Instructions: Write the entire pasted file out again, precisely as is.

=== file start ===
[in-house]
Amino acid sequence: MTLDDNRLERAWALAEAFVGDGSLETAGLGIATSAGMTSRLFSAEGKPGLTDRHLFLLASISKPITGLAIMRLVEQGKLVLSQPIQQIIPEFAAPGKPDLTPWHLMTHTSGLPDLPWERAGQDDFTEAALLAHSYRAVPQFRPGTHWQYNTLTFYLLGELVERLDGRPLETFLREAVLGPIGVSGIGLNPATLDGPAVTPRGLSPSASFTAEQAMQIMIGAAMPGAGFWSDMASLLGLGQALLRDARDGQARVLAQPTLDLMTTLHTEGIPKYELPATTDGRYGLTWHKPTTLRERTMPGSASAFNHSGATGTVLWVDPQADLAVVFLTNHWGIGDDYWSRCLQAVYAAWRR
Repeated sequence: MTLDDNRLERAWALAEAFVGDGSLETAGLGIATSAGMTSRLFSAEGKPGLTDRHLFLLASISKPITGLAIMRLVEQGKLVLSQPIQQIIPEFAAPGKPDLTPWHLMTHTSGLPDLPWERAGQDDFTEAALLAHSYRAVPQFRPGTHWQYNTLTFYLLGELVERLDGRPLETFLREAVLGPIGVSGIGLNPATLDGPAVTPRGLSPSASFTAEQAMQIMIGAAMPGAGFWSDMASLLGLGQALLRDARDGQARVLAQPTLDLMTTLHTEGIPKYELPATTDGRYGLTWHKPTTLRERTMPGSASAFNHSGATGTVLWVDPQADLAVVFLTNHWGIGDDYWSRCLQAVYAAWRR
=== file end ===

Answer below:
[in-house]
Amino acid sequence: MTLDDNRLERAWALAEAFVGDGSLETAGLGIATSAGMTSRLFSAEGKPGLTDRHLFLLASISKPITGLAIMRLVEQGKLVLSQPIQQIIPEFAAPGKPDLTPWHLMTHTSGLPDLPWERAGQDDFTEAALLAHSYRAVPQFRPGTHWQYNTLTFYLLGELVERLDGRPLETFLREAVLGPIGVSGIGLNPATLDGPAVTPRGLSPSASFTAEQAMQIMIGAAMPGAGFWSDMASLLGLGQALLRDARDGQARVLAQPTLDLMTTLHTEGIPKYELPATTDGRYGLTWHKPTTLRERTMPGSASAFNHSGATGTVLWVDPQADLAVVFLTNHWGIGDDYWSRCLQAVYAAWRR
Repeated sequence: MTLDDNRLERAWALAEAFVGDGSLETAGLGIATSAGMTSRLFSAEGKPGLTDRHLFLLASISKPITGLAIMRLVEQGKLVLSQPIQQIIPEFAAPGKPDLTPWHLMTHTSGLPDLPWERAGQDDFTEAALLAHSYRAVPQFRPGTHWQYNTLTFYLLGELVERLDGRPLETFLREAVLGPIGVSGIGLNPATLDGPAVTPRGLSPSASFTAEQAMQIMIGAAMPGAGFWSDMASLLGLGQALLRDARDGQARVLAQPTLDLMTTLHTEGIPKYELPATTDGRYGLTWHKPTTLRERTMPGSASAFNHSGATGTVLWVDPQADLAVVFLTNHWGIGDDYWSRCLQAVYAAWRR